Freshout THE BOX
Take a deep breath, TV lovers, and enjoy that new-show smell
FOR some people, it’s the falling leaves. For others, it’s the arrival of that first overnight frost. For parents, seeing the young’uns off on their back-to-school journey is the signal. And for sports fans, the kickoff of the NFL season and the opening of NHL training camps are the first sure signs that autumn has arrived. For TV watchers, however, the changing of the seasons happens first on the ol’ flat screen, when summer’s wave of new-show promos give way to the actual arrival of television’s new and returning series. And this week, the primetimenal equinox — the moment at which all the major TV networks roll out their new schedules at precisely the same moment — is finally here. The 2014-15 TV season begins in earnest this week, and that means it’s time to unveil our annual Fall TV Preview — a week-long examination of what’s about to be unleashed by the broadcast networks on both sides of the Canada-U.S. border. Starting today and continuing all next week in our daily entertainment pages, we’ll break down the night-by-night prime-time schedule, assessing what’s good, what’s bad and what’s truly awful in the new-show crop and letting you know when your favourite ongoing series are going to return. We hope you’ll find it useful. We’re sure you’ll think it’s fun. There’s no time to lose, so let’s get flipping! Citytv’s Saturday schedule, the result of Rogers Media’s earth-shaking $5.2-billion deal to secure the rights to NHL hockey across all multimedia platforms in Canada. The Saturday-night tradition will continue to air on CBC for a few more years under a sub-leasing deal with Rogers, but the sun is slowly setting on Saturday hockey on the public broadcaster. that other sitcom about a New York comic with weird friends and neighbours — you know, the show about nothing? — but Mulaney actually manages to establish its own tone and identity, largely on the strength of its star’s appeal. The job of carrying the show is squarely on his shoulders, and one of the biggest challenges will be not letting Short steal every scene they share. Quotable: “This comes from a time in my life when I was living with two roommates and I was trying to do standup comedy and I wasn’t writing for Saturday Night Live (yet). It’s more loosely based on the time that I was sort of freelance writing for different people, would write for comedians to do things like award shows and talk shows. And, you know, it was such an interesting time because, like the character (in this show), I kind of came into it with (an) old-fashioned idea of what show business was... And it was just a funny surprise to see what a grind it was.” — series creator/star John Mulaney, on the loosely autobiographical inspiration for this series.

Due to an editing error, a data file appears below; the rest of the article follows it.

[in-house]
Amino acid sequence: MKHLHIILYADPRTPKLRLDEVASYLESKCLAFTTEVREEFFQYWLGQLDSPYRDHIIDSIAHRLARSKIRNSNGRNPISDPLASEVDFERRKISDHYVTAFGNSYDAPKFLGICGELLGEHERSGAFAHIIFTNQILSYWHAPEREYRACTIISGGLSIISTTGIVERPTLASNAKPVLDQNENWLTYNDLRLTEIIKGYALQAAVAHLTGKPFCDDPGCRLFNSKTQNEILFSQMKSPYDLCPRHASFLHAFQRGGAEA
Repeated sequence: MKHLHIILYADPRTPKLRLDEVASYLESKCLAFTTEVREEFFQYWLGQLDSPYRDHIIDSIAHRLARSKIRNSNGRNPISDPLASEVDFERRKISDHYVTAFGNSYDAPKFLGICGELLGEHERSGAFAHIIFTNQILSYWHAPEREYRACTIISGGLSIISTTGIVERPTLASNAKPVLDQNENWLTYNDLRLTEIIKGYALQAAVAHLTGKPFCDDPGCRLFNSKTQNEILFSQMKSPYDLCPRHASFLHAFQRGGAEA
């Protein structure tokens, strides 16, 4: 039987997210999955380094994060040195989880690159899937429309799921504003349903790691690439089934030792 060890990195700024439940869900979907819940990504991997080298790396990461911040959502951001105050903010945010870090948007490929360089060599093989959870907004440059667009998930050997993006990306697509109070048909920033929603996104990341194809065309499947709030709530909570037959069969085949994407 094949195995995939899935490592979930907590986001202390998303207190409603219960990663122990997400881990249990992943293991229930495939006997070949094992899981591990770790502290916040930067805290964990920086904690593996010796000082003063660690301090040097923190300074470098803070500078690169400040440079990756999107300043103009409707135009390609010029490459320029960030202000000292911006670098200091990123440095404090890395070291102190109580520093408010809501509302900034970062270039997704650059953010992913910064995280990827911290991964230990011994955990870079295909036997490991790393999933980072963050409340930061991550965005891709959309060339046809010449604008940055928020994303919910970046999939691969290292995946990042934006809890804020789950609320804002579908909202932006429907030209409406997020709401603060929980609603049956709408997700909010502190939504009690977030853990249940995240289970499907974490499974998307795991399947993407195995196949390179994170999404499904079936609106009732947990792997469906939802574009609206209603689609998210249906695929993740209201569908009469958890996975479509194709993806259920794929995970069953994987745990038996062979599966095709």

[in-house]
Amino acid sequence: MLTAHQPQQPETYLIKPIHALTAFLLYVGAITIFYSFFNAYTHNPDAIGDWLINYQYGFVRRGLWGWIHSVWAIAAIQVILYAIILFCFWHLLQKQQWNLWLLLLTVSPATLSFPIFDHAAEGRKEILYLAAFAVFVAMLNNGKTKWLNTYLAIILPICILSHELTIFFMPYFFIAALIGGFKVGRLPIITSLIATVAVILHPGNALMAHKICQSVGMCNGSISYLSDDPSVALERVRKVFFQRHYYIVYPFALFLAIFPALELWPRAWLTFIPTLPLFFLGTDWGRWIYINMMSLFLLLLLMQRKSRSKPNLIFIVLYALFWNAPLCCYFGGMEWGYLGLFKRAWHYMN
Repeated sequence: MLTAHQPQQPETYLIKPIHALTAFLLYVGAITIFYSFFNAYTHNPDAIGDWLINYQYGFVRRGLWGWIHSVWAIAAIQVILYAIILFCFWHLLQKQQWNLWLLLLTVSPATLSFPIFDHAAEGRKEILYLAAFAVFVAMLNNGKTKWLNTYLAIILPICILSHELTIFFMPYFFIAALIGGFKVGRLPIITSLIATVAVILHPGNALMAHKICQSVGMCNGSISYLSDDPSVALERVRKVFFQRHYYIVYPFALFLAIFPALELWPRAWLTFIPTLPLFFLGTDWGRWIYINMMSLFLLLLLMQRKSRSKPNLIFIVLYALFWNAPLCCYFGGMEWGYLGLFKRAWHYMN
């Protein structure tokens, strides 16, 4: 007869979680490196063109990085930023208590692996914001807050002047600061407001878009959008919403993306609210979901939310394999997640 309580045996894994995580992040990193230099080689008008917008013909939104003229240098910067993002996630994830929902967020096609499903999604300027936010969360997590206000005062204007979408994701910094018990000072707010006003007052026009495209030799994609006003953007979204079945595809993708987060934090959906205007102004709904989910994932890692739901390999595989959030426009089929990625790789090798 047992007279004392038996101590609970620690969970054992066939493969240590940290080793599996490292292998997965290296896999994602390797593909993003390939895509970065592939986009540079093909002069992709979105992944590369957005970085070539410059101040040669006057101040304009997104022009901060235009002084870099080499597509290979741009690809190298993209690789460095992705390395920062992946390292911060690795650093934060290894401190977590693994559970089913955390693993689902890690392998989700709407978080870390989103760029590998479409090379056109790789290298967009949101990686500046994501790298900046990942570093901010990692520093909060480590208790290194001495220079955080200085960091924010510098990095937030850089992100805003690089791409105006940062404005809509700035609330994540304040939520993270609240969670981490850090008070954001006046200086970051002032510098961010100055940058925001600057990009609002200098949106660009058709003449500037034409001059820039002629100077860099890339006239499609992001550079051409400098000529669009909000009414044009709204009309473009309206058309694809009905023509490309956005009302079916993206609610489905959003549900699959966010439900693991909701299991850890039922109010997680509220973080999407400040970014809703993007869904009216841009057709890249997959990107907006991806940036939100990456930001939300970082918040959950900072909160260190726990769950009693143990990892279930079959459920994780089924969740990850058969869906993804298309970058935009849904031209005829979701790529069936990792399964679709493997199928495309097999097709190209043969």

Bottom line: Some viewers will warm to Mulaney’s unique appeal, but others will dismiss this as more of the same old yada yada yada.
John Mulaney, right, plays a comedian who writes jokes for Martin Short’s game-show host.